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You never want to do a 100% redo of a menu when you take a place over unless everything is awful (in the eyes of the customer, not you). You have to respect what the customers want, and what is currently working. They are the ones providing the money to pay your salary. If you are wanting to redo the menu just so it's "yours", you're in it for you, not the customer, and that's a recipe for disaster.

Obviously, it's impossible to recreate dishes exactly without a recipe. If the owner doesn't know that, maybe they aren't cut out for the restaurant business and you're better off somewhere else. There have to be some employees there who can provide insight on how certain items that were popular were made though, unless you're the only cook, and if that's the case I wouldn't want to be you. Even in a place with only $300K/yr in sales, you need more than one cook.

Whether its your menu or someone else's, the first step in a menu change is to figure out what is working and what isn't. This gets you some leverage with the owner too. Have you ever seen the menu analysis worksheet developed at Cornell that helps you group menu items into "Stars", "Workhorses", "Projects" and "Dogs"? Its a great tool and it quantifies for you what needs to be kept the same, improved or cut. As a general rule, every menu is going to be about 25% of each of those categories so there is always going to be a need for change. The larger a menu is, the more items you'll find in the bottom two categories. Changing the menu 3 to 4 times a year to take advantage of seasonal ingredients and to make small price changes is a good idea regardless.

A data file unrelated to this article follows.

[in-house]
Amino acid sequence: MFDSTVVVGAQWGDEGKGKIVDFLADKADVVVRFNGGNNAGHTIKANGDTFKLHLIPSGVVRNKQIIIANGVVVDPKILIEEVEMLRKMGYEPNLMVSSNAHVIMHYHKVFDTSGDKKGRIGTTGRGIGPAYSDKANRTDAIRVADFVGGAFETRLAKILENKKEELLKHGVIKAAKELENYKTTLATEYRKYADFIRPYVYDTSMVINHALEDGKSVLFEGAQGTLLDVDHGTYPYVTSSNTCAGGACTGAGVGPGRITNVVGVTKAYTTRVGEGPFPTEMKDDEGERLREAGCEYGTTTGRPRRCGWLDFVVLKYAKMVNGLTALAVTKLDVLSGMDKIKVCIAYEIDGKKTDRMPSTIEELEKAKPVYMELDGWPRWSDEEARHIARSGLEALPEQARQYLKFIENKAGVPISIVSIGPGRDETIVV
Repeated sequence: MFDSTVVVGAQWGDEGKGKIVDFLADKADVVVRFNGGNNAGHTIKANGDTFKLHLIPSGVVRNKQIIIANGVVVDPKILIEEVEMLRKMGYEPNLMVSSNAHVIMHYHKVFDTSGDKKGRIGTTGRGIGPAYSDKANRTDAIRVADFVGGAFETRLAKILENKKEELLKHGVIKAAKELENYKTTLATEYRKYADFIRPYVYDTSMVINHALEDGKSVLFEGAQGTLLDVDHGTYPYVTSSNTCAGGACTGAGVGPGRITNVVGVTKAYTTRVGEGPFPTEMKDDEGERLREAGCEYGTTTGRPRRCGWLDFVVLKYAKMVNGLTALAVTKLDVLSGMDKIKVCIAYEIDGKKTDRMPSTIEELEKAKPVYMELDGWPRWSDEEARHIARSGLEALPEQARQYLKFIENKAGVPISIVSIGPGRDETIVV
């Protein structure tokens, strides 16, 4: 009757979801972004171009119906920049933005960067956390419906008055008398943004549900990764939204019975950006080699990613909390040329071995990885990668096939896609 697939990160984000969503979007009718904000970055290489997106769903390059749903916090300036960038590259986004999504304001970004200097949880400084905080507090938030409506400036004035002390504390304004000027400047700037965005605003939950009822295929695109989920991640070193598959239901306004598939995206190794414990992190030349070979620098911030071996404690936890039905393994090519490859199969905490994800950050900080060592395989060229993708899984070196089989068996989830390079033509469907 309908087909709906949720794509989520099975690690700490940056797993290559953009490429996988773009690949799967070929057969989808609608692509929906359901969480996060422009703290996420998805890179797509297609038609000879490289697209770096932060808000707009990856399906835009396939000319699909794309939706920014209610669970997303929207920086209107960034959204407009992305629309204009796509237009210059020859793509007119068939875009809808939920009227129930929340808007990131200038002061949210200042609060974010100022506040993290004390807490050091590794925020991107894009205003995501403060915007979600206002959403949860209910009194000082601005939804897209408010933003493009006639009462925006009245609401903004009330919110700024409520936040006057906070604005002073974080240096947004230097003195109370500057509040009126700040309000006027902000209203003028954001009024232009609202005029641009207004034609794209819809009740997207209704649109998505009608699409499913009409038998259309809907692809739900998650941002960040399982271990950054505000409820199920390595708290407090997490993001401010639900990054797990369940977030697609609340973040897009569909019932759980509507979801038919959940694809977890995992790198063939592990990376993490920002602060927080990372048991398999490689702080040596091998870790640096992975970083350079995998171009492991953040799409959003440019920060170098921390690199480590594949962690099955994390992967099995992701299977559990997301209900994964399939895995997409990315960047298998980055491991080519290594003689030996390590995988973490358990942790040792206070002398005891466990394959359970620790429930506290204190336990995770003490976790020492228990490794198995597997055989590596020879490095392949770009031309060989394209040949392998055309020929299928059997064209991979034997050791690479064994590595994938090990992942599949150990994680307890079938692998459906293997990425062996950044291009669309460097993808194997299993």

If I were wanting to convince an owner, I would do a menu analysis and show them on paper what needs to be changed. It's a lot better to go in with data to back up your argument instead of just your feelings.
 
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